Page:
According to Bertis Downs, manager of rock group R.E.M. and author of the forward to A New Turn in the South, Athens, Georgia, was a bit of a culinary wasteland a decade ago. This has changed in recent years, largely due to the influence of chefs like 2007 Rising Star Chef Hugh Acheson. At Five & Ten and The National in Athens and then later at Empire State South in Atlanta, Acheson marries Southern tradition with razor-sharp attention to ingredients, creating wholesome plates of heart-warming food that are sophisticated without being complicated. In his cookbook, Acheson allows home cooks to import a bit of his New South charm into their kitchens.
A native of Ottawa, Acheson did not grow up sitting on a Georgian front porch, sipping on sweet tea and gobbling up peach cobblers. But in spite of, or perhaps due to, this lack of Dixie upbringing, Acheson’s book is populated with Southern delights that go beyond your grandmother’s buttermilk-fried-chicken of yore. Sure, there are traditional dishes aplenty (Fried Okra Salad, Shrimp with Andouille and Hominy Grits, and Duck Liver Dirty Rice make satisfying appearances), but the chef’s produce-driven modern takes on Southern style are the ones we found the most exciting. The Marinated Anchovies with Grapefruit and Pepper, a crowd favorite at Five & Ten, tempts with a surprising flavor combination; Crisp Catfish gets a facelift with Tomato Chutney and Vermouth Emulsion; and Boiled-Peanut Hummus combines the Southeast with the Middle East.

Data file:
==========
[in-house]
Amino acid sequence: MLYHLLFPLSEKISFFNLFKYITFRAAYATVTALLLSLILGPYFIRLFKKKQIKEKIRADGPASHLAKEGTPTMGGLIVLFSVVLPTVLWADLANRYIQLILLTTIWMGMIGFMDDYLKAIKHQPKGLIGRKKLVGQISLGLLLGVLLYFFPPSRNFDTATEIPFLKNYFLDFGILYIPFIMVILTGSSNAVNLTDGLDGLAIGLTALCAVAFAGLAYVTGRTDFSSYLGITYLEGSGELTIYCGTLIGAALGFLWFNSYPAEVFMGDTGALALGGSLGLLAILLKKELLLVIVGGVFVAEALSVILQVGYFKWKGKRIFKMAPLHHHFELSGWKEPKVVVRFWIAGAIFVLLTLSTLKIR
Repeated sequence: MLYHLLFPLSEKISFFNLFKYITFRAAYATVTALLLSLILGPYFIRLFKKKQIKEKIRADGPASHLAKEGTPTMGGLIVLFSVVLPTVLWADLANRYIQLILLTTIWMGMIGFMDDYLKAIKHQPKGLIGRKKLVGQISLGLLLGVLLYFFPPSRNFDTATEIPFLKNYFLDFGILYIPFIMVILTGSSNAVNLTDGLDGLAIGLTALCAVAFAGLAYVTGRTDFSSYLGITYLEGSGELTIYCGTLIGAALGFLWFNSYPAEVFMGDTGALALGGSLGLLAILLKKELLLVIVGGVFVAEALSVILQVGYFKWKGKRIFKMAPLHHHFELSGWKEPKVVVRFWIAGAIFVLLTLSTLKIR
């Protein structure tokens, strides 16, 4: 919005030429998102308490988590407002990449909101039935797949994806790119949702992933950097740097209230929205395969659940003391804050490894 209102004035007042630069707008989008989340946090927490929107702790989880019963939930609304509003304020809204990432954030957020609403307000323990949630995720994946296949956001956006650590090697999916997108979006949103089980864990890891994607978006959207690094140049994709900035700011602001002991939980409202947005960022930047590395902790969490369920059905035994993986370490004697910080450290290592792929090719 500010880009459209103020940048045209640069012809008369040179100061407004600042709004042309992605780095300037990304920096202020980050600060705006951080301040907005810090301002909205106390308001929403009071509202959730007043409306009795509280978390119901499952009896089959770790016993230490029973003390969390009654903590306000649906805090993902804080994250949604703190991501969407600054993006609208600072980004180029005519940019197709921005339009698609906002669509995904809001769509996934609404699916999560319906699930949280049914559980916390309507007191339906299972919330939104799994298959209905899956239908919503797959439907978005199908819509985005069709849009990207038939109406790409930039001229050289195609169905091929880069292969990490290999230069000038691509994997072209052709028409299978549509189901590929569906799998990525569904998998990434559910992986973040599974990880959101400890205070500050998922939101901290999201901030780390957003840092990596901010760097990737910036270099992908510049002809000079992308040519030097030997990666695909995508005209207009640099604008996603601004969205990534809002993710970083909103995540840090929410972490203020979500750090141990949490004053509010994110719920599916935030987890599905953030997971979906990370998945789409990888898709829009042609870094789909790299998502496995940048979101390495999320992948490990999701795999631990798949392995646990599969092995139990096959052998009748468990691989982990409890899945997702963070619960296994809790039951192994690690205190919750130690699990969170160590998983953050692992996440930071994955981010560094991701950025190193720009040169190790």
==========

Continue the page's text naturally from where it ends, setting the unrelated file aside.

Acheson provides a tantalizing array of standard main courses, such as Bacon-wrapped, Fennel-stuffed Trout with Hot-Pepper Vinaigrette; Fried Chicken with Stewed, Pickled Green Tomatoes; and Smothered Pork Chops with Chanterelles. However, it’s the chapters on appetizers and sides that really caught our eye (the section on pickles should not be overlooked). This comes as no surprise; Acheson alerts his reader early on that “vegetables take a very prominent role, salads and soups abound, sides are prized, and fish and meats are on the simple side.”
The other pillars of the chef’s food philosophy are community and produce, so Acheson comments at length in many recipes on the ingredients, recommending preferred sources (he could easily be a spokesperson for Anson Mills grits or ham-maker Allan Benton) as well as more accessible alternatives. Recipes are accompanied with beautifully photographed dishes, whimsical ingredient diagrams, and the chef’s outlook on topics like community and organic produce. A combination of food for thought and grub for the stomach, this cookbook doubles as a culinary roadmap for where the New South is heading, and we definitely like what we see.